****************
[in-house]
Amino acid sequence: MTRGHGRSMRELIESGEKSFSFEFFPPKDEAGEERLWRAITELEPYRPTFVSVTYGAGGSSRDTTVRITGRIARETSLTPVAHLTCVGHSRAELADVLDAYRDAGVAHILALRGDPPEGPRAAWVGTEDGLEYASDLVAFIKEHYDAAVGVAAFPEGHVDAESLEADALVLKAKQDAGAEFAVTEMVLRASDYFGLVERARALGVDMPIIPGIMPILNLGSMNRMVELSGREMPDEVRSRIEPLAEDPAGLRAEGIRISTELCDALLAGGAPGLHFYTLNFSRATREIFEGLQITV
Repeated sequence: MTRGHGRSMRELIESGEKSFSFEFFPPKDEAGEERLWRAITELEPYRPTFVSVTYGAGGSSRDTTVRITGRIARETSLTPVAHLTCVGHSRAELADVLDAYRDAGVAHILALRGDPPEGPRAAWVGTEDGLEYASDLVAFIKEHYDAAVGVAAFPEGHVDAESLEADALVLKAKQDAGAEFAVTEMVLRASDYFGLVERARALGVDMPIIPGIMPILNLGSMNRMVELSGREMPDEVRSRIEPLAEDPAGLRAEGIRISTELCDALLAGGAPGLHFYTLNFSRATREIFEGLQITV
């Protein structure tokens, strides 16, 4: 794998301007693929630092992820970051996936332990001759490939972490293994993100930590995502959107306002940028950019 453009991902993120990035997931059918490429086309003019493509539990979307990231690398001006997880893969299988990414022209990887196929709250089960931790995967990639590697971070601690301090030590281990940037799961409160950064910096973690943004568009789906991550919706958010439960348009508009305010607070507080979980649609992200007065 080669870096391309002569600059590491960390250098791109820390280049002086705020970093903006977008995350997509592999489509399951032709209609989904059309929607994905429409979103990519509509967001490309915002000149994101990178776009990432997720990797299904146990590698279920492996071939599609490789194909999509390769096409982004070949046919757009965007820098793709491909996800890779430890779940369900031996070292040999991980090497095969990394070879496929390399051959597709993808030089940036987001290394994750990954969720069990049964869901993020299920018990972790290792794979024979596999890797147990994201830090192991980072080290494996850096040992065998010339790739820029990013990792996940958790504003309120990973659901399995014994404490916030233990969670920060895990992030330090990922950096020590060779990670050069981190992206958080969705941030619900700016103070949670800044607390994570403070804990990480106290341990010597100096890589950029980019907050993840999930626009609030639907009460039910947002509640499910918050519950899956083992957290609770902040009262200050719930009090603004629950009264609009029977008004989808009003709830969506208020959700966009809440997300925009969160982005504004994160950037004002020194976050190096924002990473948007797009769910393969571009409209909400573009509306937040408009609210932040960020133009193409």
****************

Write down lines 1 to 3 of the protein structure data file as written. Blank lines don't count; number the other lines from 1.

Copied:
[in-house]
Amino acid sequence: MTRGHGRSMRELIESGEKSFSFEFFPPKDEAGEERLWRAITELEPYRPTFVSVTYGAGGSSRDTTVRITGRIARETSLTPVAHLTCVGHSRAELADVLDAYRDAGVAHILALRGDPPEGPRAAWVGTEDGLEYASDLVAFIKEHYDAAVGVAAFPEGHVDAESLEADALVLKAKQDAGAEFAVTEMVLRASDYFGLVERARALGVDMPIIPGIMPILNLGSMNRMVELSGREMPDEVRSRIEPLAEDPAGLRAEGIRISTELCDALLAGGAPGLHFYTLNFSRATREIFEGLQITV
Repeated sequence: MTRGHGRSMRELIESGEKSFSFEFFPPKDEAGEERLWRAITELEPYRPTFVSVTYGAGGSSRDTTVRITGRIARETSLTPVAHLTCVGHSRAELADVLDAYRDAGVAHILALRGDPPEGPRAAWVGTEDGLEYASDLVAFIKEHYDAAVGVAAFPEGHVDAESLEADALVLKAKQDAGAEFAVTEMVLRASDYFGLVERARALGVDMPIIPGIMPILNLGSMNRMVELSGREMPDEVRSRIEPLAEDPAGLRAEGIRISTELCDALLAGGAPGLHFYTLNFSRATREIFEGLQITV